Delaney is frequently a big idiot on Catastrophe. He also crackles with absurdist wit and envelopes you with heartfelt honesty and, more often than not, smothers you with visceral authenticity. His face is a circus of emotion. Before Delaney got the deal to make the show with the Irish comedian Sharon Horgan in 2014, he was known mostly for his popular Twitter feed, where he posted a steady stream of jokes so demented and filthy as to be unprintable here, and also most everywhere else. In Catastrophe, he plays an American businessman named Rob who goes to London for a work trip and embarks on a frantic one-week stand with Sharon, played by Horgan. When she gets pregnant, they decide to get married and make a go of it. The show is a gloriously vulgar, surprisingly poignant meditation on a husband and wife balancing a waning honey-moon phase with the realities of child-rearing and caring for aging parents. “A lot of people say, ‘Catastrophe, oh my God, that’s so vicious, no punches pulled,’ ” Delaney says. “But honestly, we tried to make an accurate show … the facts might not all be the same as someone’s real life, but the feelings, we wanted them to be.”
Delaney started writing Catastrophe’s final season just weeks after Henry died. He was in therapy and going to a bereaved-parents’ group and absolutely out of his mind with grief, but he wanted his kids to see him go to work. It wasn’t a distraction, but at least it added some kind of structure to his days, even if work often consisted of crying in the writers’ room in front of Horgan and their assistant. “By this time, I know them well enough where, if I just want to sit and cry for a while, I wouldn’t even have to get up and leave,” he says. “I had no qualms doing that, whereas I might have in, like, a 13-person writers’ room on a CBS sitcom.” This season is noticeably heavier (or, as Delaney sees it, more “nourishing”), touching on themes like spirituality, self-improvement, and, yes, grief.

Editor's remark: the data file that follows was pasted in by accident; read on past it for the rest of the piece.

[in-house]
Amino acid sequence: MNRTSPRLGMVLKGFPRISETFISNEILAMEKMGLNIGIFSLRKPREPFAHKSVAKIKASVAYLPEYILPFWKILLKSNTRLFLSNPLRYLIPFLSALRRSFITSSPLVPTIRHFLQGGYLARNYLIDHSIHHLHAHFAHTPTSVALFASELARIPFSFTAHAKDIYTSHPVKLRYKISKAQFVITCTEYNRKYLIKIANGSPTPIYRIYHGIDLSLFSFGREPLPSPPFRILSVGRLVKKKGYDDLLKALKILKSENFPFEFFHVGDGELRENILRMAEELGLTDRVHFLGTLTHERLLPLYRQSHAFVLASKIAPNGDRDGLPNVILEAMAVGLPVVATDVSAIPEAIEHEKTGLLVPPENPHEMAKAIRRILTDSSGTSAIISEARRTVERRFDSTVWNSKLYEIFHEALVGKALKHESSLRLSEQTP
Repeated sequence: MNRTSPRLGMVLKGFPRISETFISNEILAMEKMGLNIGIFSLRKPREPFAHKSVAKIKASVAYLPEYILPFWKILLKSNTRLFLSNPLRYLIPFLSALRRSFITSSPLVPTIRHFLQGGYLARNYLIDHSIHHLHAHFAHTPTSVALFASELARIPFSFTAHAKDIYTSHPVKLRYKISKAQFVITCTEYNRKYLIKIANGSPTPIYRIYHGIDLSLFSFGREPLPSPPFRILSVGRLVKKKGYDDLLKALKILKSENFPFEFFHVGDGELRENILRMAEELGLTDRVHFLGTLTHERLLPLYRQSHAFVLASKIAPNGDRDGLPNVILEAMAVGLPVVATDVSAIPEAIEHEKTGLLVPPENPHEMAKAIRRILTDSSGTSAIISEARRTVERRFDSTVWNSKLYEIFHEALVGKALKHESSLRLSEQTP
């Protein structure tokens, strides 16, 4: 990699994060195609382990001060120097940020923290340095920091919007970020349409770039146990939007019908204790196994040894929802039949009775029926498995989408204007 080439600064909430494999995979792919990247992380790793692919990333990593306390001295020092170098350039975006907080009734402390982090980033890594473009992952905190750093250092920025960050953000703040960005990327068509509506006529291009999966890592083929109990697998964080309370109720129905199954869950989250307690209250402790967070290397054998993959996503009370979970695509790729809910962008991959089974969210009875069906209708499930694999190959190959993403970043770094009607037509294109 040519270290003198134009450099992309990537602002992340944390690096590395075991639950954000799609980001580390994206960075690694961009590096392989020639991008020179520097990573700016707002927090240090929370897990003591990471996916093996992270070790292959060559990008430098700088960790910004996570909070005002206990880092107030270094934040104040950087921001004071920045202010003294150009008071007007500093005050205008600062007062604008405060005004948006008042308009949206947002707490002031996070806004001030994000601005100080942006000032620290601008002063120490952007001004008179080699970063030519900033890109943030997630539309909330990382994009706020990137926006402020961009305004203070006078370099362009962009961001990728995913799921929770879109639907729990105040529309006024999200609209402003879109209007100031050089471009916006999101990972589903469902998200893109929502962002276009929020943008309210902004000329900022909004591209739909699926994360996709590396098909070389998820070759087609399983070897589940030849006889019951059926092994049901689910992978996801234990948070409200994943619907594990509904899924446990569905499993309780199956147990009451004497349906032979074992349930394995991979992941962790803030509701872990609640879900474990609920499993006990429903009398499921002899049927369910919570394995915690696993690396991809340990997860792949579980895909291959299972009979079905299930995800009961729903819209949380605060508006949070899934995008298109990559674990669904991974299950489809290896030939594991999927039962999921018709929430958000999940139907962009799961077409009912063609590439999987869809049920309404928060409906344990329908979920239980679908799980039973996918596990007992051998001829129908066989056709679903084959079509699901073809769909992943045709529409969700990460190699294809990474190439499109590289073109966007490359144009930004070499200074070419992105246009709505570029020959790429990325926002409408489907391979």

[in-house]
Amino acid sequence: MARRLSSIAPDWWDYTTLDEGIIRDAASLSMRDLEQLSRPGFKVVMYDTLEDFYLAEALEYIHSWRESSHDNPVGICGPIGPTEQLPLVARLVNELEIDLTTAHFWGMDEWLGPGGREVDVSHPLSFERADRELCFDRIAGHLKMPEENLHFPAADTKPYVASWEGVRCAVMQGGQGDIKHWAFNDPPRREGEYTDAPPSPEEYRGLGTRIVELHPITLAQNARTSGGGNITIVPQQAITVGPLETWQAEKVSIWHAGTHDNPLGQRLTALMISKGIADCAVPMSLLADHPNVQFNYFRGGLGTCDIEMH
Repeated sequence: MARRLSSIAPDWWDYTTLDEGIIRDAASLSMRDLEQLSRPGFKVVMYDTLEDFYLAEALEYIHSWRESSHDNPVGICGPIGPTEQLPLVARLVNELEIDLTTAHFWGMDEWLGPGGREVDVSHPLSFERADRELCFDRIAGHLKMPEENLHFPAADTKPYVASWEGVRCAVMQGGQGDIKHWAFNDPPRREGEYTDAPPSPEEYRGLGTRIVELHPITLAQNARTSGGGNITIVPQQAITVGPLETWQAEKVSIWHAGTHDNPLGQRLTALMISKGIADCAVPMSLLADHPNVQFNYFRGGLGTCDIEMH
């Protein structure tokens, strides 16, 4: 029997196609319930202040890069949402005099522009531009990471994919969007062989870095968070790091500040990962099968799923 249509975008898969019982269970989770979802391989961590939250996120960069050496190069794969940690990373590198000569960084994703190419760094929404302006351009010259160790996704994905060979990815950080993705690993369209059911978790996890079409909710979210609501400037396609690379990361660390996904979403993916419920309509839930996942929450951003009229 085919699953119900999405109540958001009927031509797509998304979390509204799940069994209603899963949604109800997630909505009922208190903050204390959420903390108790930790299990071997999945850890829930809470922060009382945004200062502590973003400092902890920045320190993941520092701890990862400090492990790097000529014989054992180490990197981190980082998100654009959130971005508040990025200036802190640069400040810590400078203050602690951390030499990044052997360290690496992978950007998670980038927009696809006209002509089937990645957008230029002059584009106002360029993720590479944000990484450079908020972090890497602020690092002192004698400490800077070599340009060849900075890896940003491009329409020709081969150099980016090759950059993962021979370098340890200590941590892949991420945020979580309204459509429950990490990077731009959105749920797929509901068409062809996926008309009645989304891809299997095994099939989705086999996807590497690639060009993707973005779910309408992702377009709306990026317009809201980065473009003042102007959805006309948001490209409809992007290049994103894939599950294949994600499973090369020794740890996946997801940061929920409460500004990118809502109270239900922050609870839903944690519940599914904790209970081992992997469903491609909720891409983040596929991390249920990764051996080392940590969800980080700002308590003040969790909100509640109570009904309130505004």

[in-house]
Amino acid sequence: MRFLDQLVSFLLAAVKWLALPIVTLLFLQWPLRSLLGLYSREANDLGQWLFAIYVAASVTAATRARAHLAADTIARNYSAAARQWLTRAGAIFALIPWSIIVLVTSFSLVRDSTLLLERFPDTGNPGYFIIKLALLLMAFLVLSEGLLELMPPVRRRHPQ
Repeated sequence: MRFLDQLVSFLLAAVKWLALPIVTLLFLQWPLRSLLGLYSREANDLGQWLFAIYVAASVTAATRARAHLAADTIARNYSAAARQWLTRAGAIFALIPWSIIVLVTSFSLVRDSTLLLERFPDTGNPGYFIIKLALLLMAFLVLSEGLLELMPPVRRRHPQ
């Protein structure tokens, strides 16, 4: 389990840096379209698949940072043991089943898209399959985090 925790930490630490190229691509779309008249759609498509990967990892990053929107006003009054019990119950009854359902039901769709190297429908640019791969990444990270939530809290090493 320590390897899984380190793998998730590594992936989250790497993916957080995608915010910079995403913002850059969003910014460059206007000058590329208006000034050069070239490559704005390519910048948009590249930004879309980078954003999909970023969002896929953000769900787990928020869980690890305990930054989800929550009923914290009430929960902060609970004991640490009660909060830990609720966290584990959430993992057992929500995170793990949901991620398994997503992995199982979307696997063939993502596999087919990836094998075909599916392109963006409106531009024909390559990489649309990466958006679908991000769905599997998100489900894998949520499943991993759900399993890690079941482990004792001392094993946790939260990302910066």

Along with having to muster up an entire season’s worth of jokes so soon after losing a child, there was another baby on the way. Delaney found himself terrified that he would be too scared to bond with his newborn this time around. “I knew that I would ‘love’ him,” he says. “But I didn’t know if I would like him or bond with him, ’cause I didn’t know if I would be too afraid to.” That feeling dissipated a few weeks into his son’s life, but he sums up the whole experience as “totally insane,” adding that it must’ve been immeasurably harder for his wife. “How do you go to your own child’s funeral when you’re pregnant?” he asks. “I would like to carve a large bronze* monument in the center of town for her not going on a killing spree or picking up police cars and throwing them through windows.”
Though marriage and fatherhood inform his writing and stand-up, Delaney is highly private about his actual wife and children. On his Twitter feed, the references have usually been entirely fictional — recurring bits about his wife cheating on him with his karate instructor or raising terrible large sons with preposterous names like “Chesney and Tavin” or “Bryntallion and Grove.”
But in February of last year, the month after his son died, Delaney decided it was time to share what happened to Henry. “There was no way for me to not go insane,” he says, “and I wanted to be in charge of how that information got out there.” He started posting memories and photos of his son on Twitter, and he is determined to use his platform to destigmatize grief.